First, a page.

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Chinese Nutritional  Food Therapy

"He who takes medicine and neglects diet wastes the skill of his doctors"
~ Chinese Proverb

I will reccommend foods to elimate or add to your diet based on my Chinese diagnosis of your individual body. Many people experience different reactions to certain foods.  There isn't a "you-should-be-able-to-eat-because-others-can" theory, because our bodies are all different.  Chinese diagnosis assists you in balancing your own body and improve the overall function of the system as a whole.


Moxibustion involves the heating of acupuncture points with smoldering mugwort herb (known as moxa). Moxibustion stimulates circulation, counteracts cold and dampness in the body, and promotes the smooth flow of blood and qi. This safe, non-invasive technique may be used alone, but it is generally used in conjunction with acupuncture treatment.

Tui Na 

Tui na (pronounced "Twee Na") means "pushing grasping," and is a powerful form of Chinese medical bodywork. Based on the same Oriental medical principles as acupuncture, tui na seeks to improve the flow of qi through the meridian channels. Tui na is particularly effective for conditions involving muscles, tendons and joints, such as structural misalignment, orthopedic problems and sports injuries. It can also be used to treat internal diseases.


Cupping is an ancient technique, used in many cultures, in which a special cup is applied to the skin and held in place by suction. The suction draws superficial tissue into the cup, which may either be left in place or moved along the body. Cupping brings fresh blood to the area and helps improve circulation. Traditional cupping, sometimes referred to as “fire cupping," uses heat to create a vacuum-like suction inside of glass cups. In modern times, cups that use a small pump to create suction have also been introduced.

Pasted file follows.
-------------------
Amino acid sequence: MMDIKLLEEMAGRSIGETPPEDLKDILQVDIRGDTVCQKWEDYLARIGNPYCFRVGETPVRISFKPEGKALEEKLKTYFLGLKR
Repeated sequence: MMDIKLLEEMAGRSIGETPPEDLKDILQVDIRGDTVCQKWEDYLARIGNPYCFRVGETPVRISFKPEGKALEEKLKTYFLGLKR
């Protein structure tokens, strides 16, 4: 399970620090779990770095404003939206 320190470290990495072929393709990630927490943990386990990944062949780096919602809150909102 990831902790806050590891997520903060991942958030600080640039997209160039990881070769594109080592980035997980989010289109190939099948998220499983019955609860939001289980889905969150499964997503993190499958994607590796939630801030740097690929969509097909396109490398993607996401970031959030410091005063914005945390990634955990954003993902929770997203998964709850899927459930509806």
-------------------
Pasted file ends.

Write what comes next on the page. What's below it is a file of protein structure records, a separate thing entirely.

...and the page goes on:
Qigong, (pronounced "Chee gong") means "life energy cultivation" and is traditionally seen as a method to cultivate and balance qi. The practice involves rhythmic movement, focused breathing, and concentrated awareness. Qigong is a safe and gentle meditative exercise that promotes healing of the mind and body.  I have also had additional training for specific facial rejuvenation Qigong and will spend time with you on specifics for  maximum results for your facial rejuvenation. 


 Guasha, (pronounced "Guah Shah") is a method to move stagnant blood and lymphatic fluid.  By using a round, smooth-edged tool I repeatedly stroke over an area of the body to bring stagnant blood and lymphatic fluid to the surface of the skin which allows the body to metabolize and get rid of cellular waste.  It promotes new blood and the production of fresh cells.  

Dr. Nicole M. Myers, D.Ac., L.Ac, Clinical Whole Foods Nutritionist

5325 E. Pima Street
Tucson, AZ 85712